Cheers and jeers

Cheers — to U.S. Airways pilot Chesley "Sully" Sullenberger, who reacted to the loss of both engines on Flight 1549 by calmly and professionally setting the plane down in the Hudson River. All 155 people aboard were promptly rescued. We suspect those who have traveled by air since last Thursday have paid a little closer attention when flight attendants described what to do "in the unlikely event of a water landing." The best news: None of the passengers on Flight 1549 had to use their seat cushion as a flotation device.

Cheers — to President Barack Obama for making public records law one of his first orders of business. On his first day in office, Obama issued two memoranda to all federal agencies, reminding them that freedom of information is a cornerstone of democracy, and directing them to conduct public business in an atmosphere of openness and transparency.

Obama wrote that the Freedom of Information Act "should be administered with a clear presumption: In the face of doubt, openness prevails." That is a sharp contrast with the previous administration, during which officials were effectively told, "when it doubt, keep it secret."

Jeers — to the conspiracy theorists who still search desperately for some way to convince themselves that Obama is not really the President of the United States. After Chief Justice John Roberts muffed the oath of office, causing Obama to speak the words out of order, Roberts repeated the swearing-in Wednesday evening in the White House out of "an abundance of caution," in the words of a spokesman. That wasn't enough for the blogosphere's wingnuts, who immediately squawked that Obama did not place his hand on a Bible for the second oath — never mind that the Constitution does not require a Bible or any other book for that matter.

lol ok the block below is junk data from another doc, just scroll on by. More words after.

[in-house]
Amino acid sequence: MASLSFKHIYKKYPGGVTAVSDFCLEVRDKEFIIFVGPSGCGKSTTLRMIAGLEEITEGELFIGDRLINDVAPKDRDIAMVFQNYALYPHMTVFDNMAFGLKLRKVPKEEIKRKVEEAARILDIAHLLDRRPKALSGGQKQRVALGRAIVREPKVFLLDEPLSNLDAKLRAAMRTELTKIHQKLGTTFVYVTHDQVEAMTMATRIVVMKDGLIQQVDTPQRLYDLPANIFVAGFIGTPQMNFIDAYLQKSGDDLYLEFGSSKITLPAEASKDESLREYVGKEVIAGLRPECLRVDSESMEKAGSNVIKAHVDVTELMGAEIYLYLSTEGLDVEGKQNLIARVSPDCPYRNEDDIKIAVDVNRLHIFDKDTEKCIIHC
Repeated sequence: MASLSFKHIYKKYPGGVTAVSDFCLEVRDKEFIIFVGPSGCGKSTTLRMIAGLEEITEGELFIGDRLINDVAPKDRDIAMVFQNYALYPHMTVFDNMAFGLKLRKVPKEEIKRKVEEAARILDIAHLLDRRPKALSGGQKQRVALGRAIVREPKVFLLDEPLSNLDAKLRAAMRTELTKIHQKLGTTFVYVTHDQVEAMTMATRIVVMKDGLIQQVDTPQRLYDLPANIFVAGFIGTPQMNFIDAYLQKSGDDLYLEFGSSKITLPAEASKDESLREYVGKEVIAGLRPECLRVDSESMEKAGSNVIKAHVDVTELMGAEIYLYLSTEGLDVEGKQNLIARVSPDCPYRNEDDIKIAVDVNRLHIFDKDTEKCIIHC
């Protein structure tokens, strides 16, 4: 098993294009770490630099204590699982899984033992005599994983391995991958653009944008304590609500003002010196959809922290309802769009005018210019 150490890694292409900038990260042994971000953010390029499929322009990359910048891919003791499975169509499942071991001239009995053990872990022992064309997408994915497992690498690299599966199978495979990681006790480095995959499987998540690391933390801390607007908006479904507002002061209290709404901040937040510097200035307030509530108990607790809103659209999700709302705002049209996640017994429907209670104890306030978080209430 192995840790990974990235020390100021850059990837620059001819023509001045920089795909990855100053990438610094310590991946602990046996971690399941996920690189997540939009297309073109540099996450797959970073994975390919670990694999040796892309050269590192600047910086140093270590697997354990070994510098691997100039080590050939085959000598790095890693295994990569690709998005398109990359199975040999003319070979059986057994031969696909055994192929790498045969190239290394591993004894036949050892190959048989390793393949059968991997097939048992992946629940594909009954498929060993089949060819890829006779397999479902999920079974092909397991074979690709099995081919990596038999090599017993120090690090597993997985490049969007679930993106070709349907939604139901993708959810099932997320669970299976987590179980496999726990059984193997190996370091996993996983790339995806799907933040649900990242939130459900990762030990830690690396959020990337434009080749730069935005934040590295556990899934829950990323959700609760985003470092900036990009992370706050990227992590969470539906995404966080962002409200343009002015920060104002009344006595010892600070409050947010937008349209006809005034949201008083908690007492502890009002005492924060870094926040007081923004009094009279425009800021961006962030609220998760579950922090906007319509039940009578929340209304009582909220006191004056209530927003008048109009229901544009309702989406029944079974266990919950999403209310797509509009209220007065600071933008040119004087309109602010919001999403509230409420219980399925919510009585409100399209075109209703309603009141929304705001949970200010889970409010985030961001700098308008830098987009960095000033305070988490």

Don't even get us started on those who still insist against all evidence that Obama wasn't born in the U.S.

Cheers — to now former President Bush, who demonstrated grace and good humor during every phase of the transition, warmly welcoming the Obamas to the White House and publicly recognizing the historic nature of this inauguration.

Jeers — to those in the inaugural crowd who saw fit to boo Bush and taunt him with schoolyard chants of "hey, hey, hey, goodbye" as he made his way to the Capitol to witness the swearing-in of his successor. No matter what you think of the 43rd president and the job he did in office — and we are not among his biggest fans — he did not deserve to be treated with that kind of childish disrespect.

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